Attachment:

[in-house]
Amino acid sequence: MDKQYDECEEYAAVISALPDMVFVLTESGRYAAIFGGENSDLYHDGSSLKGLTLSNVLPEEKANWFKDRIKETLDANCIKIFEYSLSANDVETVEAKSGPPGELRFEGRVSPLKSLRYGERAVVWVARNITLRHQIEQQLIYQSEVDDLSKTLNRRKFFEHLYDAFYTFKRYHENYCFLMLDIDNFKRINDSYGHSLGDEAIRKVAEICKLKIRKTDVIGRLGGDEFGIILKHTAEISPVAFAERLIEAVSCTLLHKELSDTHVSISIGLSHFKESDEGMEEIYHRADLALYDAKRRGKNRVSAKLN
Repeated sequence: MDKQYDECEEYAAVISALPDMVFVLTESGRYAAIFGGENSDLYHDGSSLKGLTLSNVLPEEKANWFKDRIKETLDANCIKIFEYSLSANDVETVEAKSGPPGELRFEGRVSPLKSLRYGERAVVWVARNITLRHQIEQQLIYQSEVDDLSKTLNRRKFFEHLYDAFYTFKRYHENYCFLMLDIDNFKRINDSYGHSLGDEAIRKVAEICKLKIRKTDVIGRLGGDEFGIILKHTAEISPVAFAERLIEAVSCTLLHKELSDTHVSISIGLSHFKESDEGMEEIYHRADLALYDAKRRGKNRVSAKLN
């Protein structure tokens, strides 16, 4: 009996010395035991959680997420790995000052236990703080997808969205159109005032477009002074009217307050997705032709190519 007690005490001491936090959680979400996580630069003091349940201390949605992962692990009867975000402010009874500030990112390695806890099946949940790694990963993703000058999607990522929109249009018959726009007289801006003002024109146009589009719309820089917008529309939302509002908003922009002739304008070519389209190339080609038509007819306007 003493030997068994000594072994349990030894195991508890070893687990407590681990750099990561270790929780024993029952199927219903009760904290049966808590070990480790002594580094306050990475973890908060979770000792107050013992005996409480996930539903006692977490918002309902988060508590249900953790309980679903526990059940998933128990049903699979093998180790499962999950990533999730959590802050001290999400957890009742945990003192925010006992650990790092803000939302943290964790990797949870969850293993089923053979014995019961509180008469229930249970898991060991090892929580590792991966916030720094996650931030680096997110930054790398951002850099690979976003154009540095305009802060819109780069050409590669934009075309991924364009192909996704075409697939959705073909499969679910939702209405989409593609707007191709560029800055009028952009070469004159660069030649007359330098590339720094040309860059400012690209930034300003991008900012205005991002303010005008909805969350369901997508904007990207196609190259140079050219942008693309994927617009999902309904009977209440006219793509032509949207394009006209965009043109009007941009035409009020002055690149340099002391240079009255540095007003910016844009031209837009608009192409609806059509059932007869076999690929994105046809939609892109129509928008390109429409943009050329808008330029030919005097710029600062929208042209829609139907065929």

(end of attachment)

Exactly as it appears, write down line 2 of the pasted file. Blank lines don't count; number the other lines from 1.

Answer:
Amino acid sequence: MDKQYDECEEYAAVISALPDMVFVLTESGRYAAIFGGENSDLYHDGSSLKGLTLSNVLPEEKANWFKDRIKETLDANCIKIFEYSLSANDVETVEAKSGPPGELRFEGRVSPLKSLRYGERAVVWVARNITLRHQIEQQLIYQSEVDDLSKTLNRRKFFEHLYDAFYTFKRYHENYCFLMLDIDNFKRINDSYGHSLGDEAIRKVAEICKLKIRKTDVIGRLGGDEFGIILKHTAEISPVAFAERLIEAVSCTLLHKELSDTHVSISIGLSHFKESDEGMEEIYHRADLALYDAKRRGKNRVSAKLN